The Canadian Real Estate Association (CREA) recently reported that resales of Canadian homes grew 4.1% in June from the previous month, showing that the market is finally starting to show signs of life.
Canada’s home market, which had cooled in the previous year amid rising interest rates and tighter mortgage rules, is now slowly adjusting to the restrictions, according to Reuters.
Even with the improvement in home resales, sales activity remains below the 10-year monthly average, and rising mortgage rates are capping activity and price hikes, CREA’s Chief Economist Gregory Klump said.
“The number of homes trading hands has a long way to go before it returns to levels posted in recent years,” Klump said.
Newly listed homes were down 1.8% in June and stayed below levels for the month in recent years. With the slowdown in new listings and increase in sales, the national sales-to-new listings ratio surged to 54.3% in June from 51.2% in May. For context, a ratio between 40 and 60 is considered balanced, and the long-term average is 53.4%.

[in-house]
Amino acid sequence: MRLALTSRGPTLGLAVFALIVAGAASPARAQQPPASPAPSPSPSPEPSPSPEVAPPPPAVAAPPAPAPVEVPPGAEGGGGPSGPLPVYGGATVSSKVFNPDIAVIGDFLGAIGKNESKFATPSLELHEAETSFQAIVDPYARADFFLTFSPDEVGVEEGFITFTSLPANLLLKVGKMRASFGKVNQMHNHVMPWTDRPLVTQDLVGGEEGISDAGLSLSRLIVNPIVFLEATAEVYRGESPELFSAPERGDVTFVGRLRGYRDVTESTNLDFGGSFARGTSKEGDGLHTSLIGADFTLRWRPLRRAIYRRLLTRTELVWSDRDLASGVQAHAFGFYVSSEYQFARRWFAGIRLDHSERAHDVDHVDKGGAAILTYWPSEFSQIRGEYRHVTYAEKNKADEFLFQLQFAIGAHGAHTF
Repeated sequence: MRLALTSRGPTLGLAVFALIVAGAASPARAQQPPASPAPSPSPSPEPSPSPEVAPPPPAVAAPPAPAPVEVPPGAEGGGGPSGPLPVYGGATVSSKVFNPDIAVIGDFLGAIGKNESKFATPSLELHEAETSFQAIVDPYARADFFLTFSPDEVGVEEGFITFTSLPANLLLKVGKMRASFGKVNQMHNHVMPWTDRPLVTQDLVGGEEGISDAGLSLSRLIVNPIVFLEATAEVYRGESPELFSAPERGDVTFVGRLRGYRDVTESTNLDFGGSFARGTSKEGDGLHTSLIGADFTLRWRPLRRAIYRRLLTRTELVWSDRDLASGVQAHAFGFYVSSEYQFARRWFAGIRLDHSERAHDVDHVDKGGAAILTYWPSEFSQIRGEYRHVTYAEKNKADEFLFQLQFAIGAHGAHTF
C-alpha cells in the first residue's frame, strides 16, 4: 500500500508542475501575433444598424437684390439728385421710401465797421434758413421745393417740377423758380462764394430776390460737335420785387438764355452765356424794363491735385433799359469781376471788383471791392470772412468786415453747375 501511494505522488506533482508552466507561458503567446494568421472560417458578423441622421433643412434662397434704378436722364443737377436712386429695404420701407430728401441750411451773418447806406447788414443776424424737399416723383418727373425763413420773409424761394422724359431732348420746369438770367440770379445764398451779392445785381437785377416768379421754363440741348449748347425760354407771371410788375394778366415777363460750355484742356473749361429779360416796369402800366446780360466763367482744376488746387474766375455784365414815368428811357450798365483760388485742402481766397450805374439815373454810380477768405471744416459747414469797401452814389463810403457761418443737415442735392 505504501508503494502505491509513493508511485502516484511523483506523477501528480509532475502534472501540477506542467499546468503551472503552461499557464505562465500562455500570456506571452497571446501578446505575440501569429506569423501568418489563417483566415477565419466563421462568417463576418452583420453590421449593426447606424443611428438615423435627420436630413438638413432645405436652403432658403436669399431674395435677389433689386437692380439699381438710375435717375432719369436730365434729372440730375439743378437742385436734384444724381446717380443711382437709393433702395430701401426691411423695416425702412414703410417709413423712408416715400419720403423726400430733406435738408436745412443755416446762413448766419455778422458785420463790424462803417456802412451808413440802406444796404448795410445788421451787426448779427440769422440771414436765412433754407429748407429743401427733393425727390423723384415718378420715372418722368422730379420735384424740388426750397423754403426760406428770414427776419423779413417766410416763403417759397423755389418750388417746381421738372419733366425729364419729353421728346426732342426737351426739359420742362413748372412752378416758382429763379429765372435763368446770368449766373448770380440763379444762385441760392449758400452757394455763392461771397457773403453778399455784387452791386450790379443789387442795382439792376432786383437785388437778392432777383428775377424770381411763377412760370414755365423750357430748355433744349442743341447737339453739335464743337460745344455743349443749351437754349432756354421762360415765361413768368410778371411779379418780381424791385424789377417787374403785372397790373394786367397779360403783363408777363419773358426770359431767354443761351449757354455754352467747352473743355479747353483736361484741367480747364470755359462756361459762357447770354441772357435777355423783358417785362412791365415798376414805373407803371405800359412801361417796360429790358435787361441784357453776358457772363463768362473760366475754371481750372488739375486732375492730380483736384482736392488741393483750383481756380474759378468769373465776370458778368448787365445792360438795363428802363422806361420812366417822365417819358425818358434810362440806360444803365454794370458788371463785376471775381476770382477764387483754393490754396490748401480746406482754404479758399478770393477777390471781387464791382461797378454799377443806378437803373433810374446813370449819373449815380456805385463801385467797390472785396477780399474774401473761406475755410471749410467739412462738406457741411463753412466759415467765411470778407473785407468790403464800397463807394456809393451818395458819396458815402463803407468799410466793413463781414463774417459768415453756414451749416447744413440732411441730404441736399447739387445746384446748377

CREA further highlighted that there were 5.4 months of inventory on a national basis at the end of last month, down from May’s three-year high and the long-term average of 5.2 years.
The actual average price for homes sold in June declined 1.3% from a year earlier to a bit less than $496,000.
CREA said that actual sales dropped 10.7% from 2017 to a five-year low, while the industry group’s Home Price Index was up 0.9% from June last year.
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